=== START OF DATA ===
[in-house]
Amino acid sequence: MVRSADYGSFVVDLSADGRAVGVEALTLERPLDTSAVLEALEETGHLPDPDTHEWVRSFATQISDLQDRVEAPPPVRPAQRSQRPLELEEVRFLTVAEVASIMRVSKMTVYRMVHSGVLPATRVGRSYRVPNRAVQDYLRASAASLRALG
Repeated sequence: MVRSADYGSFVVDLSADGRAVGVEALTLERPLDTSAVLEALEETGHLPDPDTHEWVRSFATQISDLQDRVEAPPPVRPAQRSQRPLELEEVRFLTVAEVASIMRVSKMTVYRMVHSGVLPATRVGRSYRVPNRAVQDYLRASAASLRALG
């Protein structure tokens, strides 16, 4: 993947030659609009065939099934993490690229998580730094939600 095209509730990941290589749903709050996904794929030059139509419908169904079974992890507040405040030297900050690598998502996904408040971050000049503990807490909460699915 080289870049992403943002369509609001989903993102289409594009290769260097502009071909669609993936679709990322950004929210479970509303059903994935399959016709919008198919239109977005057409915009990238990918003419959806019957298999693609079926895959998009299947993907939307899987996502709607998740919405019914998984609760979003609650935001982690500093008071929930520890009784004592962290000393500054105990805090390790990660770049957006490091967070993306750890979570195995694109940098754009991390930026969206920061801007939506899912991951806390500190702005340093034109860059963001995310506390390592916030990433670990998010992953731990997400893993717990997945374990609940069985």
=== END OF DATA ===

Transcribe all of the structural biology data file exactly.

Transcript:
[in-house]
Amino acid sequence: MVRSADYGSFVVDLSADGRAVGVEALTLERPLDTSAVLEALEETGHLPDPDTHEWVRSFATQISDLQDRVEAPPPVRPAQRSQRPLELEEVRFLTVAEVASIMRVSKMTVYRMVHSGVLPATRVGRSYRVPNRAVQDYLRASAASLRALG
Repeated sequence: MVRSADYGSFVVDLSADGRAVGVEALTLERPLDTSAVLEALEETGHLPDPDTHEWVRSFATQISDLQDRVEAPPPVRPAQRSQRPLELEEVRFLTVAEVASIMRVSKMTVYRMVHSGVLPATRVGRSYRVPNRAVQDYLRASAASLRALG
């Protein structure tokens, strides 16, 4: 993947030659609009065939099934993490690229998580730094939600 095209509730990941290589749903709050996904794929030059139509419908169904079974992890507040405040030297900050690598998502996904408040971050000049503990807490909460699915 080289870049992403943002369509609001989903993102289409594009290769260097502009071909669609993936679709990322950004929210479970509303059903994935399959016709919008198919239109977005057409915009990238990918003419959806019957298999693609079926895959998009299947993907939307899987996502709607998740919405019914998984609760979003609650935001982690500093008071929930520890009784004592962290000393500054105990805090390790990660770049957006490091967070993306750890979570195995694109940098754009991390930026969206920061801007939506899912991951806390500190702005340093034109860059963001995310506390390592916030990433670990998010992953731990997400893993717990997945374990609940069985």